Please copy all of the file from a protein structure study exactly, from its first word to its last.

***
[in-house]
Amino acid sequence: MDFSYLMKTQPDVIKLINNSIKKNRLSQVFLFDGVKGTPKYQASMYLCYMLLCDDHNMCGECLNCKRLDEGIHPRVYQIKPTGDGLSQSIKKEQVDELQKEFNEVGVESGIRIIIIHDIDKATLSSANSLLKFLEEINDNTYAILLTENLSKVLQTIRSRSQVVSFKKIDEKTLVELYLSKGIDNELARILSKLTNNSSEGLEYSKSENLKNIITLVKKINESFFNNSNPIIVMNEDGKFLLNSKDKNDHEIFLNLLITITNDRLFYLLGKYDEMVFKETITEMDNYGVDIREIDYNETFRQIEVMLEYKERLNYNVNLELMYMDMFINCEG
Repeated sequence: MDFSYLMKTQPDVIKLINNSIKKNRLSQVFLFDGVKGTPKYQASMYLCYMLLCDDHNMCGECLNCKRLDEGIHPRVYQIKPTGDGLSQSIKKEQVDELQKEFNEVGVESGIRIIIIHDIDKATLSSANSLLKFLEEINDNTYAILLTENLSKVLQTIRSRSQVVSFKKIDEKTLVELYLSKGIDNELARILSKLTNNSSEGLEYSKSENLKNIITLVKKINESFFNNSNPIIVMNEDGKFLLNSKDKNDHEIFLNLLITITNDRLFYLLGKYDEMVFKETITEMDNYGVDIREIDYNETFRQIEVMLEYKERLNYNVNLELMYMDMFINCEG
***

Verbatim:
[in-house]
Amino acid sequence: MDFSYLMKTQPDVIKLINNSIKKNRLSQVFLFDGVKGTPKYQASMYLCYMLLCDDHNMCGECLNCKRLDEGIHPRVYQIKPTGDGLSQSIKKEQVDELQKEFNEVGVESGIRIIIIHDIDKATLSSANSLLKFLEEINDNTYAILLTENLSKVLQTIRSRSQVVSFKKIDEKTLVELYLSKGIDNELARILSKLTNNSSEGLEYSKSENLKNIITLVKKINESFFNNSNPIIVMNEDGKFLLNSKDKNDHEIFLNLLITITNDRLFYLLGKYDEMVFKETITEMDNYGVDIREIDYNETFRQIEVMLEYKERLNYNVNLELMYMDMFINCEG
Repeated sequence: MDFSYLMKTQPDVIKLINNSIKKNRLSQVFLFDGVKGTPKYQASMYLCYMLLCDDHNMCGECLNCKRLDEGIHPRVYQIKPTGDGLSQSIKKEQVDELQKEFNEVGVESGIRIIIIHDIDKATLSSANSLLKFLEEINDNTYAILLTENLSKVLQTIRSRSQVVSFKKIDEKTLVELYLSKGIDNELARILSKLTNNSSEGLEYSKSENLKNIITLVKKINESFFNNSNPIIVMNEDGKFLLNSKDKNDHEIFLNLLITITNDRLFYLLGKYDEMVFKETITEMDNYGVDIREIDYNETFRQIEVMLEYKERLNYNVNLELMYMDMFINCEG